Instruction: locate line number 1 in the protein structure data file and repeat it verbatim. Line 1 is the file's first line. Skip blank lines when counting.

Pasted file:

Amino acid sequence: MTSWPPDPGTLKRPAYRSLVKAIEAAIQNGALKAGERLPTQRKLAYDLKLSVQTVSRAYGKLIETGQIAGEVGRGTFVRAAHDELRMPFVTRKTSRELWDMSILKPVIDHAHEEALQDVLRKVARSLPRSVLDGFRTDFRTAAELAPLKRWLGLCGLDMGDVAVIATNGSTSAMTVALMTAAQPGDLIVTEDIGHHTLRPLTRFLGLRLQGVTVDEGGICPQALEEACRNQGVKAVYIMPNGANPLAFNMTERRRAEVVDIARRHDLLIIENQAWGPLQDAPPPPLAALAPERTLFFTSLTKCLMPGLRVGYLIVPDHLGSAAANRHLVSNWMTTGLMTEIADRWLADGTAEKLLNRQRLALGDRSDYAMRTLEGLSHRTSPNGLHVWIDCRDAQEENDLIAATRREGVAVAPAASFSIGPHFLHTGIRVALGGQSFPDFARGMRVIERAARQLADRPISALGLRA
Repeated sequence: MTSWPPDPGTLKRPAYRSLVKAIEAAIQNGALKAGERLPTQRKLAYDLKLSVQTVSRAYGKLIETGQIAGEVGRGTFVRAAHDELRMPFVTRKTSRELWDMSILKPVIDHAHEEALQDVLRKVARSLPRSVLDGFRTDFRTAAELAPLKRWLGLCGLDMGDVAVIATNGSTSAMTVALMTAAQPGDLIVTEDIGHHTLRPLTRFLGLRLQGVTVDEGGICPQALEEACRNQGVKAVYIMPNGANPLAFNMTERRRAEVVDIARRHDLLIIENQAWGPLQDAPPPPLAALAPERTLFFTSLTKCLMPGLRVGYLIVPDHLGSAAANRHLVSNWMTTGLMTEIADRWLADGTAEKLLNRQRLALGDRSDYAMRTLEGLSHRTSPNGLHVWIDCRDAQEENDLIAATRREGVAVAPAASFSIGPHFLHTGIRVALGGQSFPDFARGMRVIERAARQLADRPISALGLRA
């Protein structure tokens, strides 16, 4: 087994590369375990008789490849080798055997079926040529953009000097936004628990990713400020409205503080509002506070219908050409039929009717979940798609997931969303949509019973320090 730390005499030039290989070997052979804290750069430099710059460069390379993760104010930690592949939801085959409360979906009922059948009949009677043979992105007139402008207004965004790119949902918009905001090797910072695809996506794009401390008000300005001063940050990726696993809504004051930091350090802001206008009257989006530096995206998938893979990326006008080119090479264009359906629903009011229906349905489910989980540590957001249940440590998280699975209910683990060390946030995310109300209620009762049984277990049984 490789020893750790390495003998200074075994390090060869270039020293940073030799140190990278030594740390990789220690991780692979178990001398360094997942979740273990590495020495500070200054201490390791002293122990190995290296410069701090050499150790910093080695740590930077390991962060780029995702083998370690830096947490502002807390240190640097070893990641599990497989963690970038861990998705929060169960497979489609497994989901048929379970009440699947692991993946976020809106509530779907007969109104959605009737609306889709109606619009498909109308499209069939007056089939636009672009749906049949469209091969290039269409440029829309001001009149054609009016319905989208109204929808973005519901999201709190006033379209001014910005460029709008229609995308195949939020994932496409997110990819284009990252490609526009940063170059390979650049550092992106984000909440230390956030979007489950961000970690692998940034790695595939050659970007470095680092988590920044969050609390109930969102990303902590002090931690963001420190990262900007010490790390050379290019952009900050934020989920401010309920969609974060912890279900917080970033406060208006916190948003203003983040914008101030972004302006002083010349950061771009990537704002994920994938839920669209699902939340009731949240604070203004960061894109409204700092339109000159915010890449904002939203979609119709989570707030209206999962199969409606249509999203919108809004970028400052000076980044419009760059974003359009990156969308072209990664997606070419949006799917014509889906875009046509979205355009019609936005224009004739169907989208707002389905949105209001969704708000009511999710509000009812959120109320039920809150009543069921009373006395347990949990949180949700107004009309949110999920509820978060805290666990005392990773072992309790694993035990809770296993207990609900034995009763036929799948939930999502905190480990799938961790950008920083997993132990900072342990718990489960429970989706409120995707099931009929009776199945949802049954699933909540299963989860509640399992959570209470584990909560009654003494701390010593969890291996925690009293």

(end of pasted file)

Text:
Amino acid sequence: MTSWPPDPGTLKRPAYRSLVKAIEAAIQNGALKAGERLPTQRKLAYDLKLSVQTVSRAYGKLIETGQIAGEVGRGTFVRAAHDELRMPFVTRKTSRELWDMSILKPVIDHAHEEALQDVLRKVARSLPRSVLDGFRTDFRTAAELAPLKRWLGLCGLDMGDVAVIATNGSTSAMTVALMTAAQPGDLIVTEDIGHHTLRPLTRFLGLRLQGVTVDEGGICPQALEEACRNQGVKAVYIMPNGANPLAFNMTERRRAEVVDIARRHDLLIIENQAWGPLQDAPPPPLAALAPERTLFFTSLTKCLMPGLRVGYLIVPDHLGSAAANRHLVSNWMTTGLMTEIADRWLADGTAEKLLNRQRLALGDRSDYAMRTLEGLSHRTSPNGLHVWIDCRDAQEENDLIAATRREGVAVAPAASFSIGPHFLHTGIRVALGGQSFPDFARGMRVIERAARQLADRPISALGLRA